This research supports recovery in a number of ways – for example, personal recovery and wellbeing; hope, inspiration and aspiration for others; contributing to the evidence base for recovery. This is a positive story that should be shared…… Caroline Kemp (no relation 🙂 ) agreed to write about her experience as a carer & researcher; and shares a poem about coding…….

Pathways to Recovery..how and why I got involved..

The last few years have been very rewarding for me…the path has been very stimulating and has been a big learning curve.

My background has been in mental health as I have cared for my daughter for over 16 years. She has enduring and severe mental health problems..her path has been very tough and witnessing this battle is also equally as tough..too much anxiety and panic. .and also the fact that no meds seemed to be of any help..just lots of dreadful side effects…as a mum and a Carer you expect or try to fix things..I always thought things would be better if only we could find the right meds…I tried to read as much as I could so I could help..I thought in the early days I would fix it..and my daughter would not suffer needlessly for years…

When I first heard of the research into pathways to recovery through care coordination I felt strongly I wanted to be a part in it..( I had had plenty of experience of Care Coordination..not all positive ) The reasons were mixed..on one hand they were purely selfish..if there was any hope of finding recovery I had to know it.. I wanted to have some hope…the other reason was to make things better for everyone in anguish and torment..I think this is also why people do research in the first place..to make things better.. I had seen too many people abandoned on the acute wards without a single visitor.  Also our research group were chosen because of their expertise and life experience..there was no formal academic requirement..another strength was we were a mix of service users, Carers and professionals.  We had multiple perspectives and this made out research even better science. Also I knew from the way this research was done we would play a full part in doing it..at all levels ..it would not be a tick box exercise.

C Kemp poem

At Northumbria we were given excellent training on research up to PhD level ..so this gave our group the confidence to do all the interviews..Carers  interviewing Carers and S U interviewing S U…in all the interviews this has made a difference to our data as people related to us and disclosed more of their true feelings..perhaps this was because we had shared journeys and paths. We developed questionnaires, piloted them, and refined them.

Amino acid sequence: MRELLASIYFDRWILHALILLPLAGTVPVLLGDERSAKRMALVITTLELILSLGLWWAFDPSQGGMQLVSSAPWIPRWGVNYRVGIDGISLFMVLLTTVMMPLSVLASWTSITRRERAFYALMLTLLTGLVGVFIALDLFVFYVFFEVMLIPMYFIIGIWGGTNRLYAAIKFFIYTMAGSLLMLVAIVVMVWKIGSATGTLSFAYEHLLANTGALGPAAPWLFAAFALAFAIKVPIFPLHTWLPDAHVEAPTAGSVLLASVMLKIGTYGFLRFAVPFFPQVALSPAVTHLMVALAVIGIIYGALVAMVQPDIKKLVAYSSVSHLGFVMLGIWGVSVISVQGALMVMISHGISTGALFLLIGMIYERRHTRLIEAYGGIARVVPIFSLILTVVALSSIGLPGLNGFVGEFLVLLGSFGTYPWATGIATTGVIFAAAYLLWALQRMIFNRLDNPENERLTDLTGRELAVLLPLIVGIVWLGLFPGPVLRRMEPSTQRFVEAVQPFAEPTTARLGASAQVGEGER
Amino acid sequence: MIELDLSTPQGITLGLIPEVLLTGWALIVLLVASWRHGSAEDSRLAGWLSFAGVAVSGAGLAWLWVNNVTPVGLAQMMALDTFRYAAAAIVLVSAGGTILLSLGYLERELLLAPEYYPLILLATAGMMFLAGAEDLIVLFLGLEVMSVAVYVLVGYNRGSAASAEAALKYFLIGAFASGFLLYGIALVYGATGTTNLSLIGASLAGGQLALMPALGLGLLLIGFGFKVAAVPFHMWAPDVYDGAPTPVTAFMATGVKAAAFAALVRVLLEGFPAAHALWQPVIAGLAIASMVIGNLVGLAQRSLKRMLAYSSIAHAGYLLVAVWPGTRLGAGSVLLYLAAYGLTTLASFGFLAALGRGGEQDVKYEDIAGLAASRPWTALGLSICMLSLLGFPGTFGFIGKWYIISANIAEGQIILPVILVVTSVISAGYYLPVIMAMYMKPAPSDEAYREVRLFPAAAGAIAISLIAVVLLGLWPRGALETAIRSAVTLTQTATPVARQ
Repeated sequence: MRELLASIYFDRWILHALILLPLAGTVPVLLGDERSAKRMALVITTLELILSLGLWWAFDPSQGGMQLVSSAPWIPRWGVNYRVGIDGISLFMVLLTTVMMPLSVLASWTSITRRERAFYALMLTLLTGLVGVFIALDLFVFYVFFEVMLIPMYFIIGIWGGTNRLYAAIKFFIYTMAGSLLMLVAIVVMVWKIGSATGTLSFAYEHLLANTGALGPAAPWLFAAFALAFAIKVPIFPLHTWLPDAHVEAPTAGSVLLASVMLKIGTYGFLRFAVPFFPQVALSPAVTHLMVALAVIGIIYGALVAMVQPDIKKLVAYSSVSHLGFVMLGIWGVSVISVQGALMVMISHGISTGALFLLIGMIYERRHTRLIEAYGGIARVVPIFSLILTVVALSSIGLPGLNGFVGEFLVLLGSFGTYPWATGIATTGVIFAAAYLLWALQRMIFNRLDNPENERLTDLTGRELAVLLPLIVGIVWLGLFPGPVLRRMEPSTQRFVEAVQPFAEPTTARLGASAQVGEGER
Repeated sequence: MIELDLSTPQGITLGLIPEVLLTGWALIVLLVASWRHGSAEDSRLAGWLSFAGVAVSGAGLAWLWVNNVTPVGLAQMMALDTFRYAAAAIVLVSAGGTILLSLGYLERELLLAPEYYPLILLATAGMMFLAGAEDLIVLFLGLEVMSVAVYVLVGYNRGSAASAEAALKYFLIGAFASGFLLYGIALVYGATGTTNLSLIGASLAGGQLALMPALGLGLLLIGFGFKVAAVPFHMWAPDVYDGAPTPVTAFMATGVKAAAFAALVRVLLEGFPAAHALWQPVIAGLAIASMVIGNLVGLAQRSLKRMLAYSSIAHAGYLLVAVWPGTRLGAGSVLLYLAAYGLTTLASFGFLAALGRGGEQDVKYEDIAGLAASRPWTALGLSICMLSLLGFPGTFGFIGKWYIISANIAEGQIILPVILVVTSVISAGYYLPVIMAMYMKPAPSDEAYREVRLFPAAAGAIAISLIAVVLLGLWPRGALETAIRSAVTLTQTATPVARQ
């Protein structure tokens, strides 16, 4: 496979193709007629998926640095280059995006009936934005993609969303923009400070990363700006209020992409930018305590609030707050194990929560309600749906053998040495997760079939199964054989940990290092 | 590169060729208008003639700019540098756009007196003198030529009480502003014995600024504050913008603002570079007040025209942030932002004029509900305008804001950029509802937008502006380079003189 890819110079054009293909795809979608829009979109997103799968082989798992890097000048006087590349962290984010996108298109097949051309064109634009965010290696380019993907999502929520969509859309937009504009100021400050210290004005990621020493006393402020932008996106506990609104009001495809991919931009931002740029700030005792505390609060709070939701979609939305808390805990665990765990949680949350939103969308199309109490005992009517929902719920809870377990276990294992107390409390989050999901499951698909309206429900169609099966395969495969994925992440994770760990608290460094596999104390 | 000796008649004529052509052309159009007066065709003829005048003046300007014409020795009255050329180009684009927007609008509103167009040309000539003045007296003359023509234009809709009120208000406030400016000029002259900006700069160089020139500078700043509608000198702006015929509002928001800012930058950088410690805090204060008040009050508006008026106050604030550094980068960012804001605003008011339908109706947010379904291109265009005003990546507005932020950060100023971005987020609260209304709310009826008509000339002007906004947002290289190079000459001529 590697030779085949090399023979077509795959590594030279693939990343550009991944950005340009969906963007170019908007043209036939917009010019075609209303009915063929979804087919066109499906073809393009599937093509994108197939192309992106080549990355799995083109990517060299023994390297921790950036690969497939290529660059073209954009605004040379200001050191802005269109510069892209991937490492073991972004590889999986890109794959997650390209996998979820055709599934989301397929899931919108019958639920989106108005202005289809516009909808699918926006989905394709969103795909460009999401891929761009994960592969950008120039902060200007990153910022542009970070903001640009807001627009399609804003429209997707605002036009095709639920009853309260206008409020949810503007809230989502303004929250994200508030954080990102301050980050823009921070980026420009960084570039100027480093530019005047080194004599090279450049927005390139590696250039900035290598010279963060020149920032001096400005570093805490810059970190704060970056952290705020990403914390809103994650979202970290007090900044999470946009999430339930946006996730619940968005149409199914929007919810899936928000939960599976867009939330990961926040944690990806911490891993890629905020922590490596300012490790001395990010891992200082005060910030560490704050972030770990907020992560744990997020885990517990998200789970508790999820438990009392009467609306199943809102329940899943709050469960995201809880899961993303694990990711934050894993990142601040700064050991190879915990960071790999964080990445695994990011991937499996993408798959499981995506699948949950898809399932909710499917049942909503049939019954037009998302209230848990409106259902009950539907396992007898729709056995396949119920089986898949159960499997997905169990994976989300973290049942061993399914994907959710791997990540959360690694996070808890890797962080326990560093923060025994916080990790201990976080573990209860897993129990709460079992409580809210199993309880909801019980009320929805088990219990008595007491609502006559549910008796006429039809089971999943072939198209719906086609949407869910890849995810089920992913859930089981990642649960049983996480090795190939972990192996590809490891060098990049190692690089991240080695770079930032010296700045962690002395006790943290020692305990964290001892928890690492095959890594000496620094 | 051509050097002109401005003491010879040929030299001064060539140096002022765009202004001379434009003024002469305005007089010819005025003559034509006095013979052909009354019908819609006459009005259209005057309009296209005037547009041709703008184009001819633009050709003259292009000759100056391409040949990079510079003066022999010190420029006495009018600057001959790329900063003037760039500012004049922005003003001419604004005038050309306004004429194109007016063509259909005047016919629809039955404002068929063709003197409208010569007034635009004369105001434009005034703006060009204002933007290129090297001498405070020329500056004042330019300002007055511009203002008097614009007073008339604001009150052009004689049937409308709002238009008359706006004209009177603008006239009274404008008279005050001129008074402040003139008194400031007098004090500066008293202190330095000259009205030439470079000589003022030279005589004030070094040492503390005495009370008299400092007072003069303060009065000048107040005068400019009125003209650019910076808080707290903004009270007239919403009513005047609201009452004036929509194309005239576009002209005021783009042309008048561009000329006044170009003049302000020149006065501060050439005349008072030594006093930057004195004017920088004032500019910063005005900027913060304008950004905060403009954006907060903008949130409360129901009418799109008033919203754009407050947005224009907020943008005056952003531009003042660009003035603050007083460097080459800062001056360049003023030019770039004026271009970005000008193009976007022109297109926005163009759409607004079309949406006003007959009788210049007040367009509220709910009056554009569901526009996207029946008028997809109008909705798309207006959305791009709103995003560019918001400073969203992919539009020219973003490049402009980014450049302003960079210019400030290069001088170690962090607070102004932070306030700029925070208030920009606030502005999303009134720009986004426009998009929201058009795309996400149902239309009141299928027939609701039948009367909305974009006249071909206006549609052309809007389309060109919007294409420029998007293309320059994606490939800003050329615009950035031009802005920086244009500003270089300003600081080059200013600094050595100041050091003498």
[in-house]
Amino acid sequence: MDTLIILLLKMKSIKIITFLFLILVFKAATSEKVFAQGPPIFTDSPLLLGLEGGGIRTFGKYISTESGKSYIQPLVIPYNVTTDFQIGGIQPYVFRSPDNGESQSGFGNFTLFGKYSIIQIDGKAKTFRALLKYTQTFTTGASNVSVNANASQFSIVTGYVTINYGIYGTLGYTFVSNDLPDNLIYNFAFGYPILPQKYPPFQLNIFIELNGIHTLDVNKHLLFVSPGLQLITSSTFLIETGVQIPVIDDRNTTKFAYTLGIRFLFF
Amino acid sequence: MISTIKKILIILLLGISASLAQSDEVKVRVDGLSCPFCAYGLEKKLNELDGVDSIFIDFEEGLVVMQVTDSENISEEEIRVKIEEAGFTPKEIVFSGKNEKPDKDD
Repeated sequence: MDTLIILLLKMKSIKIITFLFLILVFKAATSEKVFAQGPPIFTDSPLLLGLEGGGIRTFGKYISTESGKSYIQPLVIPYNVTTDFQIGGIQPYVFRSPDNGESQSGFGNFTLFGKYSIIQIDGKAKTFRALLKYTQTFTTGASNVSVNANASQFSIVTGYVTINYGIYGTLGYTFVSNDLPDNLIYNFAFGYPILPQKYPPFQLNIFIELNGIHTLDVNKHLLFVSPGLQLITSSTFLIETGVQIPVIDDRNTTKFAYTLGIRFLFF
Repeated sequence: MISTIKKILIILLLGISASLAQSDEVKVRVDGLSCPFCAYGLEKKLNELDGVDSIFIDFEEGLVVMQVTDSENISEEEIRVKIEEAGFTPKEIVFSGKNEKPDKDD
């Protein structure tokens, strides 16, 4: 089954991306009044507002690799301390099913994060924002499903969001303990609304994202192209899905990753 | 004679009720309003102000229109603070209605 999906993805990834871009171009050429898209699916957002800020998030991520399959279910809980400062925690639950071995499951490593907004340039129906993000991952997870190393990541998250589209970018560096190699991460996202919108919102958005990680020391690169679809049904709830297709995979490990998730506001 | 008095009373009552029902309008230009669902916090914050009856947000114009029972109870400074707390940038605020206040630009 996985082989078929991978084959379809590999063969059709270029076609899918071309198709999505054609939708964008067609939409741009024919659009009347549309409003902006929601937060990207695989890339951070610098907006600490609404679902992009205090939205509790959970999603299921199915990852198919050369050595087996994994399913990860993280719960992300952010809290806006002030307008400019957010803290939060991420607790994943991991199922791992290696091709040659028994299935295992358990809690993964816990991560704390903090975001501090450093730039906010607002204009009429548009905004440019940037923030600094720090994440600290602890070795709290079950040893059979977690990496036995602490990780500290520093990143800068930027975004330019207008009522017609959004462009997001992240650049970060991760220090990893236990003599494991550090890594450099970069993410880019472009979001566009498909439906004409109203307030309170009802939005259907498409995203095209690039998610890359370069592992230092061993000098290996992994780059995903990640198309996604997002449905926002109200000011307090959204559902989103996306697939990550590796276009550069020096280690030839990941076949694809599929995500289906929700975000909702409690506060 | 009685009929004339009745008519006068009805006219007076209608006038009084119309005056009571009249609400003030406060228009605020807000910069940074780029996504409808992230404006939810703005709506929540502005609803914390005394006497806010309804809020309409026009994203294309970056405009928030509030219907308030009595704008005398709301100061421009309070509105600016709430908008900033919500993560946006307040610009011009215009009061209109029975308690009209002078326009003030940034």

After hearing all these stories I cannot help being amazed at human resilience in the face of terrible tough times and challenges..

Not only did we interview but we also did data analysis ..I never thought I would be able to do this but after all our training I had the confidence to sign up for it..it certainly sharpened our interviewing skills and kept us on task on answering the research project question..not just collecting hours of data. I also learned a whole new vocabulary …Nvivo and nodes…parent ones too..

I have been part of this research for over three years now and I have had many highlights..

What I loved was meeting every Wednesday and analysing the data; keeping a reflective diary and writing poems around recovery..I have been published in an American journal; doing many Carer interviews and sharing people’s life stories; being asked to present at conferences, INVOLVE and to the Trust; talking to students at Northumbria on our research; I also did a short video diary for NIHR ( National Institute of Health Research ) this has been used to train students too; and have been interviewed twice on the radio! At the INVOLVE conference our group was selected to be in a film also. It has been very exciting. We have been brave enough to step outside of our comfort zone.. And it has been well worth it. It has been part of our recovery too..that is being engaged in something meaningful and the added bonus of being for the benefit of others.

Caroline kemp

Presenting at St James

At the moment we are preparing our next three conferences on the findings to the trust and developing a toolkit. Also we have been asked to write about our journey and how we did it..not only academic papers but also a book..so we have a lot to do.

But this is how I like it and I think I speak for others in the group too..we will be sad when it ends..however I think when you do become involved it always leads to many other things..jobs for some, enhanced skills..now we are a trained group of researchers and can offer our own training and experience to others…

I am glad I have been valued as a Carer and service users in the group are also glad that their mental health experiences have been recognised and valued and able to be of benefit to others on the pathway to recovery.

It gave me hope things could be different and I would encourage everyone to become involved in research ..you do not have to have a degree..just valuable life experience. And empathy ..and a willingness to work and share together and learn from each other. It was great being part of a team.

Caroline Kemp

Meeting

You are invited to attend a meeting on the 20th November to hear more about the Planning Care Network.

There are 2 venues:

Sycamore Suite at Bootham Park Hospital, York 10.00 – 12.00

Becklin Centre Training Room 3, Leeds 14.00 – 16.00

It would be great to see you there, but if you can’t attend that’s ok; just check back here to see whats going on.

Donna

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Dr. Sally Pezaro

Personal Academic Blog: This is the research blog of Dr. Sally Pezaro. Sally is an academic midwife working to secure excellence in maternity services. Specialist interests include psychological wellbeing in midwifery populations, the use of social media in research, teaching and professional regulation.